Q. I've discovered that my 14-year-old daughter has been cutting herself. She'd hidden it from me and I found out only when her head of year contacted me. She has tiny cuts on her forearms, some of which look quite old. When I asked her about it, she said she didn't know why she did it and that she doesn't want to talk about it but doesn't think she'll do it again.
But we went to the GP, who has referred her to a psychiatrist and says they might suggest family therapy. Her father (who doesn't live with us) says she's just attention-seeking and refuses to come with us. I don't know what to do. I used to get on well with her but now we always seem to be rowing, about her behaviour (she once ended up in A&E after drinking vodka), her bedroom, her terrible rudeness – everything, really. I feel a failure, but at the same time I wonder whether my husband is right. My elder daughter (now 24) never had problems like this.
A. I also have an elder daughter, a 19-year-old veteran of teenage angst, who recently said to me that everything teenage girls do is a means of seeking attention – from serial hair-dyeing to giving blowjobs in the local skate park. She wasn't being callous, but making the point that girls at this difficult age often don't know how to ask for help with their distress.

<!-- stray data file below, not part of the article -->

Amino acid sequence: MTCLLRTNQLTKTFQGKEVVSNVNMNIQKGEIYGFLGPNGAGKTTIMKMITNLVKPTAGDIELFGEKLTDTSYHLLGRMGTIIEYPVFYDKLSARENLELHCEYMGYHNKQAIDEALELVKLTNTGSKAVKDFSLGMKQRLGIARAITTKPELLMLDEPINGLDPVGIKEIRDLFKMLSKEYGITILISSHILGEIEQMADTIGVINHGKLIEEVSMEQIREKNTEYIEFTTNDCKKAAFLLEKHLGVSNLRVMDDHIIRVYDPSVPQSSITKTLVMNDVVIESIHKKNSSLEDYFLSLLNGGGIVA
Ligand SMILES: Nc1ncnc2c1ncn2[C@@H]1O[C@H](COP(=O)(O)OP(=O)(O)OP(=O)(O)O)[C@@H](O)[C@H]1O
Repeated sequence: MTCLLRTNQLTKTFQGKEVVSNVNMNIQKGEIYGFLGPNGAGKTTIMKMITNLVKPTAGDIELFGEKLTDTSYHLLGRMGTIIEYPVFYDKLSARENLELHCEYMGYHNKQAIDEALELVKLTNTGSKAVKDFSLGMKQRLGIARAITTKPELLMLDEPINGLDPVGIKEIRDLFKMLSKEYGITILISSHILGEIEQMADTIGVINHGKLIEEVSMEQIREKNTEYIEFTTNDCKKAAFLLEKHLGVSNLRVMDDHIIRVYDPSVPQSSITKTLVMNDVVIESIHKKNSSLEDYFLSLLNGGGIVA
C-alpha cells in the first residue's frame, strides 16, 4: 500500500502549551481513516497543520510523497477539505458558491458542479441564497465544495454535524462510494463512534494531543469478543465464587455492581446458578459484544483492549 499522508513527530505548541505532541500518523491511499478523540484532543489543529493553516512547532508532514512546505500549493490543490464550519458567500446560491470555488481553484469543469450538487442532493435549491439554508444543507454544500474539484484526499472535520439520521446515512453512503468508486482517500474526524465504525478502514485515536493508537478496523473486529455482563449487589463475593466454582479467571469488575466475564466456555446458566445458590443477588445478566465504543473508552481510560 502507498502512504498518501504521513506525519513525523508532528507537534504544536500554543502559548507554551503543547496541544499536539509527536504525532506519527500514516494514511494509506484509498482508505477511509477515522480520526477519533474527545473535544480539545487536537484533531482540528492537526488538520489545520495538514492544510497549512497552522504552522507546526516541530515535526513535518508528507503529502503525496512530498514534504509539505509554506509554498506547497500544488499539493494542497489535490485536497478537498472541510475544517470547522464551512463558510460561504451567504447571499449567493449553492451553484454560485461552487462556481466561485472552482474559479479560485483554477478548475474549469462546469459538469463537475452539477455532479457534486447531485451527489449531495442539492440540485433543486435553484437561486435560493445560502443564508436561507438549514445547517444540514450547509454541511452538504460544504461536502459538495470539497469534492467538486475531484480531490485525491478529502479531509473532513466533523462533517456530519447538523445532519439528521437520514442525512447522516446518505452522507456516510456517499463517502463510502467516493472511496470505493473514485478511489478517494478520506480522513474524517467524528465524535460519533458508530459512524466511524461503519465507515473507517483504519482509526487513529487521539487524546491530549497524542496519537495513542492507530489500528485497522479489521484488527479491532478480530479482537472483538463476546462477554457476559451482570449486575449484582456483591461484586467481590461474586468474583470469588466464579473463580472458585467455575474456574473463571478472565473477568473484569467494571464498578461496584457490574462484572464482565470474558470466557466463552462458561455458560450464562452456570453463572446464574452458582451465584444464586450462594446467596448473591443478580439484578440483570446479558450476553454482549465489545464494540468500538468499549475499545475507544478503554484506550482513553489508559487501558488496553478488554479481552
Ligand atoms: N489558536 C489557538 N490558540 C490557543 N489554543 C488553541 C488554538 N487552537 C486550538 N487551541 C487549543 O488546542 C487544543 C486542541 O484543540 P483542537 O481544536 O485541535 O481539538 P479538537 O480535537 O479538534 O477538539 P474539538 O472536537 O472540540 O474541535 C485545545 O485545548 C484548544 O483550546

Those who self-harm say it makes them feel alive when they feel numb, or significant when they feel worthless. That it is a distress signal, rather than, say, a fashion statement or a form of manipulation as some would have it, is manifest. Cutting is just one form of self-harm; excessive drinking and self-starvation are others.
It's easy to forget that girls of this age are children. They might look and even feel grown-up but they still have a child's need for security, affection and approval. At the same time, they often seem to push these things away as they flaunt their separateness. So don't feel a failure, but do soak up all the professional help you can get. Family therapy is a great way to get to the bottom of what's on your daughter's mind and help you talk to each other. Her father doesn't have to attend.
Meanwhile, you need to find ways to lavish affection on your spiky daughter. It will take two to stop the rows, but start by privately declaring an amnesty on the small stuff – clothes on the floor, soggy towels, general crabbiness – so that she isn't constantly in the doghouse. Try not to take these things personally. Connect with her in whatever ways you can. There'll be something you're both interested in – make time to do that together. Pay her compliments; reward good behaviour; get to know her friends; take an interest in her school work (and not just whether it's done). Just like when she was little, really.
Your aim is to make her home life a refuge rather than yet another challenge, and yourself her cheerleader in a scarily judgemental world. You've done this before with your elder daughter, and successfully, by the sound of it. Twenty-four years into parenthood, you're not off the hook yet.
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